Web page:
Arrhythmia monitoring after myocardial infarction with an insertable loop monitor does not reduce major cardiovascular events overall but may have benefit in non-ST-elevation myocardial infarction (NSTEMI) patients, an international study has shown.
The BIO|GUARD-MI trial involved 790 post-MI patients with a CHADS-VASC score > 4 (men) or > 5 (women) who were randomised to receive a Biotronik insertable cardiac monitor (ICM), or a control group. About half of the patients suffered a STEMI heart attack and half had an NSTEMI heart attack, according to findings presented at the at the American College of Cardiology’s 71st Annual Scientific Session.
The patients — including some from Australian centres — were contacted if relevant arrhythmias were detected by remote monitoring. Over the course of arrhythmia monitoring 67% of the ICM group had arrhythmia detected and 39% had treatment adapted to it, compared to 6.7% of the control group, most frequently AF (46%) or a bradycardic event (39%).
Most common therapies used were oral anticoagulation (39%), pacemaker (19%) and reduction of beta blocker doses (18%).
However after an average follow-up period of two years, there was no difference in the primary endpoint between ICM and control groups for the composite outcome of cardiovascular death or acute unscheduled hospitalisation for heart failure, arrhythmia, acute coronary syndrome, stroke, major bleeding, or systemic embolism (hazard ratio [HR]: 0.83 in the ICM group vs control, P = 0.17).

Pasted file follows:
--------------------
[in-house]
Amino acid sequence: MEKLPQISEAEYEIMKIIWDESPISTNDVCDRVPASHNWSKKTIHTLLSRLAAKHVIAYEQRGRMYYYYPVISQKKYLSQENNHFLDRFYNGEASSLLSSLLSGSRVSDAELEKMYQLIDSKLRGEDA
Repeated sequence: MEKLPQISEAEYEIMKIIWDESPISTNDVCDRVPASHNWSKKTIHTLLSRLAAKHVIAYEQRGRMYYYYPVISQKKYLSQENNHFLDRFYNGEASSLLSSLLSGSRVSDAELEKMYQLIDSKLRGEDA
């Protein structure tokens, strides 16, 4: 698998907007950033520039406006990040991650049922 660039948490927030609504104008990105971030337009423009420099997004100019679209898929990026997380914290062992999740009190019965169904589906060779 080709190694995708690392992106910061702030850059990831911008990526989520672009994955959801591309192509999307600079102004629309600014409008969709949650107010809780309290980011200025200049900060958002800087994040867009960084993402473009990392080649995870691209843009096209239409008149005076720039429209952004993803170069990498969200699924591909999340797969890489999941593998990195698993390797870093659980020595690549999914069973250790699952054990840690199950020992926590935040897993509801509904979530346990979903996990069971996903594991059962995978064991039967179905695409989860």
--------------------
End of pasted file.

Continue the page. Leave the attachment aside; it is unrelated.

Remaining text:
In subgroup analysis, NSTEMI patients derived a significant benefit (HR: 0.69, P = 0.035) in contrast to STEMI patients (HR: 1.10, P = 0.66).
This benefit appeared to be associated with a higher risk in NSTEMI patients, the study investigators said, noting that the incidence of primary endpoints was 75% higher in the NSTEMI than STEMI subgroup.
The results suggested that early identification of arrhythmias may be more clinically useful following NSTEMI heart attacks, said study investigator Dr Christian Jøns, an electrophysiologist at Rigshospitalet in Copenhagen, Denmark.
“Even though the main study was negative, our sub-analysis indicates that NSTEMI patients could benefit from continuous [heart rhythm] monitoring and intervention,” he told the ACC 2022 meeting.
Differences in the baseline health status of patients who experience NSTEMI and STEMI heart attacks — and the treatments they received — could account for the differences in outcomes and benefits observed in the study, Dr Jøns said.
He noted that STEMI patients are generally younger and healthier than NSTEMI patients, and STEMI heart attacks are more often treated with stents or other interventions to reopen the blocked vessel.
“It seems that the NSTEMI patients had more risk factors and were treated less optimally, leaving more room for additional therapies to improve outcomes. The STEMI patients, on the other hand, had better treatments and fewer risk factors, so there was less for the doctor to do to further improve treatment for those patients,” he said.
Despite the negative result, Dr Jøns said the study had shown that MI patients have a high burden of undetected arrhythmia and in future there may be a role for newer wearable devices such as smartwatches for detecting asymptomatic arrhythmias.
The study was funded by Biotronik.